Architects pay attention to the way we live: how we do everyday things, how we define ourselves, what has meaning to us, what strengthens those connections. Using technical expertise combined with a careful sensitivity to context, we create spaces that build community strength. Homes on First Nation land often use a developer approach. Homes might be well-built (or not), but they often miss that connection to our experience as First Nation and Indigenous peoples: the way our communities live together and connect back the land. How would our communities look if our buildings were as Indigenous as we are?
Eladia Smoke | KaaSheGaaBaaWeak is Anishinaabekwe from Obishikokaang (Lac Seul First Nation), with family roots in Alderville First Nation, Winnipeg, and Toronto. Practicing architecture since 2002, she founded Smoke Architecture in 2014, and teaches at Laurentian’s McEwen School of Architecture. Her career includes principal architect with Architecture 49’s Thunder Bay office, and architect with Prairie Architects Inc.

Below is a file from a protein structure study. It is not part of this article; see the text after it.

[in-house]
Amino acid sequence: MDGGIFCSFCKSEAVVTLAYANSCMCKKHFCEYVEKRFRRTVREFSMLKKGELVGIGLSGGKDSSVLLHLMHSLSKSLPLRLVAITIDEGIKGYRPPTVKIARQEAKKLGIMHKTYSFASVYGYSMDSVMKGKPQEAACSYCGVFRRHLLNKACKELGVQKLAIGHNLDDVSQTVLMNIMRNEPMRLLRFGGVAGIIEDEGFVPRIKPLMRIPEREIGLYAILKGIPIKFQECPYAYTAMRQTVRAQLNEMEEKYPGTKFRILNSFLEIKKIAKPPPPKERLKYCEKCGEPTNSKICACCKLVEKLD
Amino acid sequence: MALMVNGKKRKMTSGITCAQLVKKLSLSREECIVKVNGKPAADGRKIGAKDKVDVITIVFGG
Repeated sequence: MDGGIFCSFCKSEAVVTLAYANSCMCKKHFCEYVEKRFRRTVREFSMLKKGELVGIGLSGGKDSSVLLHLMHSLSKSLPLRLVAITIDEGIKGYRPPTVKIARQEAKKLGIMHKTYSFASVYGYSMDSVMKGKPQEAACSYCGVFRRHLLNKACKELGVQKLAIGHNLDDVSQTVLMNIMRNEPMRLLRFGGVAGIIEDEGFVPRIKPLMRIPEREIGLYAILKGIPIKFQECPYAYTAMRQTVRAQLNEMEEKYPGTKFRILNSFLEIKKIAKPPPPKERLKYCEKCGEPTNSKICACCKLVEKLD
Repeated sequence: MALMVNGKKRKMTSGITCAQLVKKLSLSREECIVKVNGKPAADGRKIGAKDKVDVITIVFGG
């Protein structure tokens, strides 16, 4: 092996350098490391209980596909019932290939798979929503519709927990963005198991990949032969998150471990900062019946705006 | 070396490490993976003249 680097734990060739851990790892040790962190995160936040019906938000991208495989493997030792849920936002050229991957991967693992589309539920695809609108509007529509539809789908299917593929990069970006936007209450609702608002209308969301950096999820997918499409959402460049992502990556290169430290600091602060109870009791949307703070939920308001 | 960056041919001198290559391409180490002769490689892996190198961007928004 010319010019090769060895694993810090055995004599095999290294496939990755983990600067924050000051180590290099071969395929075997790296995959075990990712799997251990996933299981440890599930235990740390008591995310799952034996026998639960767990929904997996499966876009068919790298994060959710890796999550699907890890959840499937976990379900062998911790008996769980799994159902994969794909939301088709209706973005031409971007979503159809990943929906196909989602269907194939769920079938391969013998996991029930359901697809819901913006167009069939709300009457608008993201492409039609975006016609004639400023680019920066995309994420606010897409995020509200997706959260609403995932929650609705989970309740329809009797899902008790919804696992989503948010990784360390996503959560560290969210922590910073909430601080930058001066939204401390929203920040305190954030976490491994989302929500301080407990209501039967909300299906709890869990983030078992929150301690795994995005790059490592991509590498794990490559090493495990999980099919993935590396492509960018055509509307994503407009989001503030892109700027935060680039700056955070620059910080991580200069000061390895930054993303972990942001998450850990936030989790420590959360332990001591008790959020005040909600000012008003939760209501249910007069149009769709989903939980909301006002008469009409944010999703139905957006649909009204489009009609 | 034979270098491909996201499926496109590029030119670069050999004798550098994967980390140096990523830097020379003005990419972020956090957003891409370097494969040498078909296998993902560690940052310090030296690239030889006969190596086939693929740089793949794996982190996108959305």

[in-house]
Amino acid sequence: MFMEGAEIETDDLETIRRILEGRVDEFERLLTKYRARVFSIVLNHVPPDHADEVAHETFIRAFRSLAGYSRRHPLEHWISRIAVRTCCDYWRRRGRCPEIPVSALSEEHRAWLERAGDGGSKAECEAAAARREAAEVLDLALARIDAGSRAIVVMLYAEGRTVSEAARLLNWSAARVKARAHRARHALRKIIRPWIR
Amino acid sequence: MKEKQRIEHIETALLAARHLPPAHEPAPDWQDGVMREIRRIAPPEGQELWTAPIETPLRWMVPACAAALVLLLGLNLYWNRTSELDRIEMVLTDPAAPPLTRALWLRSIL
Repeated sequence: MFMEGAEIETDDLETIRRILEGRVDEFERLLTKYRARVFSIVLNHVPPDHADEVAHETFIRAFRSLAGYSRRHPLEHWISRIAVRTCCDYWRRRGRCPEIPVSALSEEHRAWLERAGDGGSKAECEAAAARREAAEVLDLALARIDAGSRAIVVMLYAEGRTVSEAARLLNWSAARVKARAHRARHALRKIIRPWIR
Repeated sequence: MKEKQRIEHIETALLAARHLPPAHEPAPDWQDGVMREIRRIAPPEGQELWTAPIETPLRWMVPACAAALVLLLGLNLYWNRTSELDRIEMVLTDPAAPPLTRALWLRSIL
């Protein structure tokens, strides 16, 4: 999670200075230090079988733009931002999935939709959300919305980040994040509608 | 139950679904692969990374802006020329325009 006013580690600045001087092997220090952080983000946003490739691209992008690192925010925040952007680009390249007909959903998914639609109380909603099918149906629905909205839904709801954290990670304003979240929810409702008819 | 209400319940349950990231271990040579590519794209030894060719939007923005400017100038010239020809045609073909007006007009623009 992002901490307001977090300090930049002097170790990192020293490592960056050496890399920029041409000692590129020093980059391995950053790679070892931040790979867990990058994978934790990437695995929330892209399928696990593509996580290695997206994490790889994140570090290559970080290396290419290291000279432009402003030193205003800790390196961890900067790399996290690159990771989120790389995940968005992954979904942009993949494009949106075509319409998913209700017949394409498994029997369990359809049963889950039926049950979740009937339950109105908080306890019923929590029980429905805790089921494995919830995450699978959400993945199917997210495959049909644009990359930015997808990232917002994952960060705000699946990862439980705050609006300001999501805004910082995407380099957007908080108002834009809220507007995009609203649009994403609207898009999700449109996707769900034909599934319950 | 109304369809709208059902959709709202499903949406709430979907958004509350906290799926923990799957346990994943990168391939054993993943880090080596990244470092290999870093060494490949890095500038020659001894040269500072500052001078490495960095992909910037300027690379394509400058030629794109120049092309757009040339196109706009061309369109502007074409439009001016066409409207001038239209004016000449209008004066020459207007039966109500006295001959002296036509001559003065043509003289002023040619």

Eladia is on the Unceded international team of Indigenous architects, who will represent Canada at the 2018 Venice Biennale exhibition of international architecture. Past projects include APTN studios, Migiizi Agamik Aboriginal Student Centre at University of Manitoba, and Makoonsag Intergenerational Learning Centre. Current work includes community centre, office, and multi-family residential projects with First Nation clients, including new construction, adaptive re-use, community engagement, and feasibility studies.